A Turkish Chef Wants to Ignite an Aegean Fire in River North

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Onur Okan’s journey to executive chef took him from his home of Izmir, Turkey on the Aegean coast to some of Chicago’s finest restaurants. Soon, he’ll share some of his most cherished childhood memories with Downtown Chicago where next month he’ll open Kor, an upcoming River North restaurant run by Manish and Rina Mallick, the owners of Rooh Chicago, Bar Goa, and Monarch & Lion.

Okan says he’s grown a lot since arriving in America; he credits chef Grant Achatz as why he moved to Chicago, moved by Alinea’s three-Michelin-starred success. Though he downplays the experience, he did work at Alinea for four months in 2018 alongside his former idol. He’s also worked with Curtis Duffy at two-starred Ever, at Andros Taverna, as well as at one-starred Claudia, a Bucktown restaurant that closed in 2023.

Pita with a bunch of spreads and pickles.
Meze Sofra, an assortment of spreads and pickles to start a meal.
Kor/Austin Handler

Okan is ready to make a name for himself in what the Mallicks describe as “Aegean woodfire.” “Kor” is Turkish for ember and the restaurant, 127 W. Huron Street — the former Dolce Italian, and part of the Godfrey Hotel Chicago — features both a wood-burning oven and a grill. Okan talks about using apple wood and oak for smoke and burning coconut charcoal from Cuba to give seafood a unique taste. Some of the fish will come from Spain and Japan; Okan says he’ll also use domestic halibut. The chef has visions of whole-roasted turbot and Turkish cold fish made with kampachi loin and served with fermented mango. They’ll dry-age fish collars and other seafood on the premises alongside fluffy pita fired in the oven. Okan talks about having substantial vegetarian options like wood-fired peppers. The meat-free crowd won’t be subjected to a sad salad or a pitiful pasta. Braised artichokes and dolmades are possibilities: “Beyond Meat — what is that?” Okan says, critiquing processed meat substitutes. “It looks like cheap burger meat from Jewel.”

“The problem with the chefs and restaurants is that they just want to cook for themselves,” Okan adds. The bar will have its own bar bites menu and plenty of wines and cocktails. The Mallicks are banking that River North will see a rebirth in 2024, with more happy hour customers and increased traffic as the world heals from the pandemic.

Kor gives Okan a license to cross borders for inspiration. He says he learned to properly make toum, the garlic condiment, while in Lebanon from a Tunisian chef. Fermented mango, for example, is big in Israel. Okan also swears by Palestinian olive oil and says he’s conscious of the war and political conflicts and wants to take care in how he presents his food from the names, the ingredients, and to the proper plates: “Every culture has a way to eat it,” Okan says.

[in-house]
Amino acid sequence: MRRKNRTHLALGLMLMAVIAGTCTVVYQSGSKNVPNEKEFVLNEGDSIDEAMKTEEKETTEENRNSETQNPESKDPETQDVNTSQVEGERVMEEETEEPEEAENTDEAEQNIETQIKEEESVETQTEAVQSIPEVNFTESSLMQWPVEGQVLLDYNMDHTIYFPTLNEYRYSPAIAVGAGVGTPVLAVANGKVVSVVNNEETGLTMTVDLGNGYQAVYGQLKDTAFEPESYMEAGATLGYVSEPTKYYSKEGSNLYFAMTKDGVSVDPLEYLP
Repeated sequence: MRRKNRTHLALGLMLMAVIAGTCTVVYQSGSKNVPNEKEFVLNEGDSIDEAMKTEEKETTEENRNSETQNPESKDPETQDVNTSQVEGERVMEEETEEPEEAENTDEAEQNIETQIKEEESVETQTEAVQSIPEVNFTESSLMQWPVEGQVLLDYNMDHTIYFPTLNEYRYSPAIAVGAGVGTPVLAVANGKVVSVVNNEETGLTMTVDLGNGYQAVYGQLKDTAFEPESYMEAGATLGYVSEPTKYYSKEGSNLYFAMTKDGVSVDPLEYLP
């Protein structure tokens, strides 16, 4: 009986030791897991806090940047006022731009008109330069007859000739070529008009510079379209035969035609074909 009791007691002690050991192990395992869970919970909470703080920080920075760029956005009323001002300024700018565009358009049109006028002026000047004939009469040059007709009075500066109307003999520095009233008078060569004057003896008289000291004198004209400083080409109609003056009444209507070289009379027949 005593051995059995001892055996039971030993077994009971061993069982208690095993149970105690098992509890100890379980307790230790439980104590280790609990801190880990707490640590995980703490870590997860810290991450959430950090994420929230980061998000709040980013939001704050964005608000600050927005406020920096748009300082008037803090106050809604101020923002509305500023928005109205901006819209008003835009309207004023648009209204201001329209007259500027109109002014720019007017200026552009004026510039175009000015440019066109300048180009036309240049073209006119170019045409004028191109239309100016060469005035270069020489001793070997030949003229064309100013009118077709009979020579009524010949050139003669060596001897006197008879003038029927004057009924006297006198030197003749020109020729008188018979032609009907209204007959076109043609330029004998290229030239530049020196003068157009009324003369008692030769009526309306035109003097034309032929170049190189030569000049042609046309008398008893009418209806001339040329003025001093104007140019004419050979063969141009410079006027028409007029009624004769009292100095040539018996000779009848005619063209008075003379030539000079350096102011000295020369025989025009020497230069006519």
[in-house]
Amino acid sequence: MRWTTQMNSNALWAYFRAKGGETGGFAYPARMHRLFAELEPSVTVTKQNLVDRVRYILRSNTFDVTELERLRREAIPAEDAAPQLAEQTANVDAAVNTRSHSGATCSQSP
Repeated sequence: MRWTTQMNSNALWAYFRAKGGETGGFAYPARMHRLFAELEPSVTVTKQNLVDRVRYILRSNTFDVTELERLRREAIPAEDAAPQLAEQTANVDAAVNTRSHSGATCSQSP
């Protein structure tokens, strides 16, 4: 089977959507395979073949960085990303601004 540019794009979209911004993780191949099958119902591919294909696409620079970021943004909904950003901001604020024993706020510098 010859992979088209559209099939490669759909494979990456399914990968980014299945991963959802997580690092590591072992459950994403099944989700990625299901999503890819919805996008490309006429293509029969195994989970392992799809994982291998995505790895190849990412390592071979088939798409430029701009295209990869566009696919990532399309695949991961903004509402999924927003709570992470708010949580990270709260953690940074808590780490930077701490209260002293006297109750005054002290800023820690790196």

Okan notes how Galit has elevated Middle Eastern cuisine in Chicago and how Shaya did the same in New Orleans, just like Zahav accomplished in Philadelphia. While seafood and veggies are stars, River North is a tourist-heavy part of town. So there will be beef. They won’t dry age the beef as they’ll do with the seafood, the beef will be wet aged.

Rooh Chicago is one of the city’s best Indian restaurants, and this is some crossover between Okan’s Turkish heritage and the Mallicks, who are Indian. For example, the ovens are decorated with nazar, the so-called evil eye, a myth that’s factored in several cultures, including Indian and Turkish.

Manish Mallick unleashes the mother of all dad jokes, saying that hearing Okan speak and work — he cooked in Monarch & Lion’s kitchen — showed that Kor’s chef shares the couple’s “core values.” The Mallicks intended to open a pan-Asian restaurant in the space, but plans with personnel didn’t work out and they turned to Okan. Beyond ensuring the dishes taste delicious, the chef says he’s mindful of operations and finances. He wants to give the restaurant and its staff the best chance to survive. Seeing restaurants close and withholding paychecks from workers irks Okan; he doesn’t want to put his colleagues in that position.

Last year, the Mallicks visited Okan’s hometown, Turkey’s third-largest city. Rina Mallick brought home ideas for decor, to create a breezy escape from Downtown Chicago. But what impressed her was Okan’s skill and genuineness. His childhood memories are behind the restaurant. She says this isn’t a manufactured concept: “This comes from the heart,” Rina Mallick says.

Kor, 127 W. Huron Street, planned for a March opening.

The Godfrey Hotel Chicago

127 West Huron Street, , IL 60654 (312) 649-2000 Visit Website

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